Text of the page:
It seems to me that one of the tricks to getting open education to work for a broad audience is to find a way to align the learning experiences with intrinsic motivations like these. Because once you take away the extrinsic motivators like grades, deadlines, approval of authority figures like teachers, and so on, people are going to be a lot more prone to drop out of their self-directed educational programs. Some of that is OK; passion and drive can often be good guides for where we need to focus our energy (or not). But particularly for students who never learned the skills of self-education, or who never acquired much self-confidence, having their educational experiences structured in ways that help them connect emotionally with the work is pretty critical. And maybe it’s critical for all of us.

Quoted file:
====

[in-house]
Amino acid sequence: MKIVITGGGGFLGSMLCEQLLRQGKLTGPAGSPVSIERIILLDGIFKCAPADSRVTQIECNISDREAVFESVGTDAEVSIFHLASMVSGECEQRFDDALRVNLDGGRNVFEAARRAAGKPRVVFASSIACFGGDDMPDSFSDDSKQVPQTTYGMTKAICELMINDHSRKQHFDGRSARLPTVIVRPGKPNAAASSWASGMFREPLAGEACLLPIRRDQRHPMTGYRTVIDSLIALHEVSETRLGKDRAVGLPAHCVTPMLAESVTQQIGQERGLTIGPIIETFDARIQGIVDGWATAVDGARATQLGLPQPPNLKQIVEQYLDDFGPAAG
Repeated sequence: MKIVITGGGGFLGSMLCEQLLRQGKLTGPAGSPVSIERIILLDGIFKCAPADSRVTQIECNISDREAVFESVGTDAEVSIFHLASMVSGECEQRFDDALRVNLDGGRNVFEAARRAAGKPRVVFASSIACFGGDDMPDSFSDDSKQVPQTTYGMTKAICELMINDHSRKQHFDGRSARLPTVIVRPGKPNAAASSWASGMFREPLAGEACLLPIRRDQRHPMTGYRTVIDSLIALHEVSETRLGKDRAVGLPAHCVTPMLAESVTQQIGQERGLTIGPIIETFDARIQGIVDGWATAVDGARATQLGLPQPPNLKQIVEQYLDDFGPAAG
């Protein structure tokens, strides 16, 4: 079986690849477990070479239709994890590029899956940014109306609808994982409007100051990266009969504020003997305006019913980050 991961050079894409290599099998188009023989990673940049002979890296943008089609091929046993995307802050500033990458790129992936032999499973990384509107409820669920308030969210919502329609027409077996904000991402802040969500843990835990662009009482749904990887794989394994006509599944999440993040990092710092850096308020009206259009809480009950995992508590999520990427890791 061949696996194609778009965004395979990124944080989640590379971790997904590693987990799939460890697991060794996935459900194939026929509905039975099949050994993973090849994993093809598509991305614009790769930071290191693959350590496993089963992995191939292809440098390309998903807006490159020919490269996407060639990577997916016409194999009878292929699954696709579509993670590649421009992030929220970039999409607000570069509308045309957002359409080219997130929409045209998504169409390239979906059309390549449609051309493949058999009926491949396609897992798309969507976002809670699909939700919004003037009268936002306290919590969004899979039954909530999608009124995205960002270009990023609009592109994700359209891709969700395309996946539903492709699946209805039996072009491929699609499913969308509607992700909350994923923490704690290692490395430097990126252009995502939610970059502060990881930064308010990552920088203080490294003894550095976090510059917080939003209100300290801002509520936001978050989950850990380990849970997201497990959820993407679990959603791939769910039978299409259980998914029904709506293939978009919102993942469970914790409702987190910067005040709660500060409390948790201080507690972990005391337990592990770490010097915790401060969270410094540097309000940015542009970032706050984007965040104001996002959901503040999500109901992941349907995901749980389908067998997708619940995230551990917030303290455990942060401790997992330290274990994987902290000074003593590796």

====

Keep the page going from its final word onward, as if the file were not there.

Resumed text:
I suspect that a lot of the work that needs to be done in this area is in instructional design rather than instructional technology, but it’s worth asking ourselves how technology can help scaffold learning experiences to foster a sense of autonomy, increasing mastery, and greater purpose. This is a theme I will be returning to in future posts.
- Did I or did I not warn you about impending blogorrhea? I believe I did. [↩]